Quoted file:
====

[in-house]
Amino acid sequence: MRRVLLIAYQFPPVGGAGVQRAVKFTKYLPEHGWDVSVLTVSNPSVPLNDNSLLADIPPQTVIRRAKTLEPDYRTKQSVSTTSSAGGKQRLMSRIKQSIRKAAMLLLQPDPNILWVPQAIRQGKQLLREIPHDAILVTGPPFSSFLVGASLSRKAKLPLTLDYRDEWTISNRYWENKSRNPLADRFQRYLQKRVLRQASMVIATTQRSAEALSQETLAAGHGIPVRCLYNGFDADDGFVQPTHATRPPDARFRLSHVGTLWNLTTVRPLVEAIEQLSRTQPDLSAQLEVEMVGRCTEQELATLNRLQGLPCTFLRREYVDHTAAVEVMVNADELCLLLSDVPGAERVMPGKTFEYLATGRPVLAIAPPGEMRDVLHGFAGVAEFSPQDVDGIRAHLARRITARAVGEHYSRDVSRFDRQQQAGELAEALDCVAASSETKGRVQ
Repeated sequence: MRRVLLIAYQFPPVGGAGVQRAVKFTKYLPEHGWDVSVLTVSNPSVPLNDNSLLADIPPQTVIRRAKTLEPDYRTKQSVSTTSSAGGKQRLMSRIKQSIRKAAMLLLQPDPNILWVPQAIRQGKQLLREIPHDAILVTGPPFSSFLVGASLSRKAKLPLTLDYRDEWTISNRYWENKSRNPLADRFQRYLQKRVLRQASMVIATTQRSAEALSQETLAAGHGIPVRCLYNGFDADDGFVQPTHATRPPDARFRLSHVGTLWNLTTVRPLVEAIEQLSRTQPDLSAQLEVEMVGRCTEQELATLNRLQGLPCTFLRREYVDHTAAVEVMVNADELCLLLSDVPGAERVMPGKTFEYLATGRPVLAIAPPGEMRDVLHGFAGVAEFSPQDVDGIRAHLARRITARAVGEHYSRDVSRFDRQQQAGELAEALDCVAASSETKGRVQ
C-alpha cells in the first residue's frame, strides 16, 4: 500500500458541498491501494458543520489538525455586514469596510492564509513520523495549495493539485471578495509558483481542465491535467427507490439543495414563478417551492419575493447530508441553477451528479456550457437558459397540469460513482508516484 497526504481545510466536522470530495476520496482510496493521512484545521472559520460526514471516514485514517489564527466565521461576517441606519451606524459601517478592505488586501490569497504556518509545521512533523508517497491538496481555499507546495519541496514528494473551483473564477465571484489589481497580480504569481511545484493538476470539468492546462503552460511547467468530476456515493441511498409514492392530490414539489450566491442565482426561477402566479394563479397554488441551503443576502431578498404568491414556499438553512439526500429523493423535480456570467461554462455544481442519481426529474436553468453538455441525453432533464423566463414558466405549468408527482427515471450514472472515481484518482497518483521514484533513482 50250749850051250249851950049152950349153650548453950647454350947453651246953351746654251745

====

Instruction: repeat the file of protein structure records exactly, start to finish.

[in-house]
Amino acid sequence: MRRVLLIAYQFPPVGGAGVQRAVKFTKYLPEHGWDVSVLTVSNPSVPLNDNSLLADIPPQTVIRRAKTLEPDYRTKQSVSTTSSAGGKQRLMSRIKQSIRKAAMLLLQPDPNILWVPQAIRQGKQLLREIPHDAILVTGPPFSSFLVGASLSRKAKLPLTLDYRDEWTISNRYWENKSRNPLADRFQRYLQKRVLRQASMVIATTQRSAEALSQETLAAGHGIPVRCLYNGFDADDGFVQPTHATRPPDARFRLSHVGTLWNLTTVRPLVEAIEQLSRTQPDLSAQLEVEMVGRCTEQELATLNRLQGLPCTFLRREYVDHTAAVEVMVNADELCLLLSDVPGAERVMPGKTFEYLATGRPVLAIAPPGEMRDVLHGFAGVAEFSPQDVDGIRAHLARRITARAVGEHYSRDVSRFDRQQQAGELAEALDCVAASSETKGRVQ
Repeated sequence: MRRVLLIAYQFPPVGGAGVQRAVKFTKYLPEHGWDVSVLTVSNPSVPLNDNSLLADIPPQTVIRRAKTLEPDYRTKQSVSTTSSAGGKQRLMSRIKQSIRKAAMLLLQPDPNILWVPQAIRQGKQLLREIPHDAILVTGPPFSSFLVGASLSRKAKLPLTLDYRDEWTISNRYWENKSRNPLADRFQRYLQKRVLRQASMVIATTQRSAEALSQETLAAGHGIPVRCLYNGFDADDGFVQPTHATRPPDARFRLSHVGTLWNLTTVRPLVEAIEQLSRTQPDLSAQLEVEMVGRCTEQELATLNRLQGLPCTFLRREYVDHTAAVEVMVNADELCLLLSDVPGAERVMPGKTFEYLATGRPVLAIAPPGEMRDVLHGFAGVAEFSPQDVDGIRAHLARRITARAVGEHYSRDVSRFDRQQQAGELAEALDCVAASSETKGRVQ
C-alpha cells in the first residue's frame, strides 16, 4: 500500500458541498491501494458543520489538525455586514469596510492564509513520523495549495493539485471578495509558483481542465491535467427507490439543495414563478417551492419575493447530508441553477451528479456550457437558459397540469460513482508516484 497526504481545510466536522470530495476520496482510496493521512484545521472559520460526514471516514485514517489564527466565521461576517441606519451606524459601517478592505488586501490569497504556518509545521512533523508517497491538496481555499507546495519541496514528494473551483473564477465571484489589481497580480504569481511545484493538476470539468492546462503552460511547467468530476456515493441511498409514492392530490414539489450566491442565482426561477402566479394563479397554488441551503443576502431578498404568491414556499438553512439526500429523493423535480456570467461554462455544481442519481426529474436553468453538455441525453432533464423566463414558466405549468408527482427515471450514472472515481484518482497518483521514484533513482 50250749850051250249851950049152950349153650548453950647454350947453651246953351746654251745